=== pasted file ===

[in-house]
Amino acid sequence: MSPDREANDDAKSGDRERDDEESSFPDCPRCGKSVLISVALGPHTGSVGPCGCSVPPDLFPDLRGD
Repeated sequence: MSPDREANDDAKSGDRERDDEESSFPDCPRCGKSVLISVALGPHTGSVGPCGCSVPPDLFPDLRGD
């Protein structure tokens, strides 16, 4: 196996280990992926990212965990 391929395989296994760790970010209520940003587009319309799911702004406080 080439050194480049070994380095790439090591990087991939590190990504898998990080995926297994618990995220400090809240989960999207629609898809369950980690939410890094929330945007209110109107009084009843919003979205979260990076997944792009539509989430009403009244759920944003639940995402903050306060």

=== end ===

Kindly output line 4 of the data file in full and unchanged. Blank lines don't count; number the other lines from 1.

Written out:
């Protein structure tokens, strides 16, 4: 196996280990992926990212965990 391929395989296994760790970010209520940003587009319309799911702004406080 080439050194480049070994380095790439090591990087991939590190990504898998990080995926297994618990995220400090809240989960999207629609898809369950980690939410890094929330945007209110109107009084009843919003979205979260990076997944792009539509989430009403009244759920944003639940995402903050306060």